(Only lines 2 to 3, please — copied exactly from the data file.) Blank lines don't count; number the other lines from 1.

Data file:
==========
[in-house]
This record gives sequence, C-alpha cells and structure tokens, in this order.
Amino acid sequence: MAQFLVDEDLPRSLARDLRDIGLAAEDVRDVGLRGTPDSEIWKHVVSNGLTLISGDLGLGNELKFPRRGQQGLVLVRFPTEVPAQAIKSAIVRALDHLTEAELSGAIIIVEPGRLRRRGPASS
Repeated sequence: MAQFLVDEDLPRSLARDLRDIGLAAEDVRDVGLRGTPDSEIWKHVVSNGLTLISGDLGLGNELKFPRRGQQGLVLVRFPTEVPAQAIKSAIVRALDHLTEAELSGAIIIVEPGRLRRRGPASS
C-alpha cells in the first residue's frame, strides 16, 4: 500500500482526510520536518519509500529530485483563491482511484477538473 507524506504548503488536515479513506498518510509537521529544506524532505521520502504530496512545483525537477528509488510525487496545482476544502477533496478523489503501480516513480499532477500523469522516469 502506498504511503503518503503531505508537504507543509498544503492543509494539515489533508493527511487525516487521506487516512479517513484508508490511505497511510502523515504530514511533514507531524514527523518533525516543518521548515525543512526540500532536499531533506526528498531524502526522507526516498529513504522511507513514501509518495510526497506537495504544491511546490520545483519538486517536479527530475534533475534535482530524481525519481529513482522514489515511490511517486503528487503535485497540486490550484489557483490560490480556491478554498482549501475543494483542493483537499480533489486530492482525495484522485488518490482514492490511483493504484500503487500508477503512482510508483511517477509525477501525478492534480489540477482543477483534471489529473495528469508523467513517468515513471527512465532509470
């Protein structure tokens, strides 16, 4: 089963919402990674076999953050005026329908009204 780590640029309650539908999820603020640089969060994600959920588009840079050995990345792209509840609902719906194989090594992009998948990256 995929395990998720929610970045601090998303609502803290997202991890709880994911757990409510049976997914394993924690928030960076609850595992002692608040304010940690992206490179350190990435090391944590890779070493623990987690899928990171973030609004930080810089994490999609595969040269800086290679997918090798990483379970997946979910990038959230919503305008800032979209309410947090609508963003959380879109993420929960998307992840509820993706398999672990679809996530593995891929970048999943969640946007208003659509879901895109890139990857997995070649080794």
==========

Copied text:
This record gives sequence, C-alpha cells and structure tokens, in this order.
Amino acid sequence: MAQFLVDEDLPRSLARDLRDIGLAAEDVRDVGLRGTPDSEIWKHVVSNGLTLISGDLGLGNELKFPRRGQQGLVLVRFPTEVPAQAIKSAIVRALDHLTEAELSGAIIIVEPGRLRRRGPASS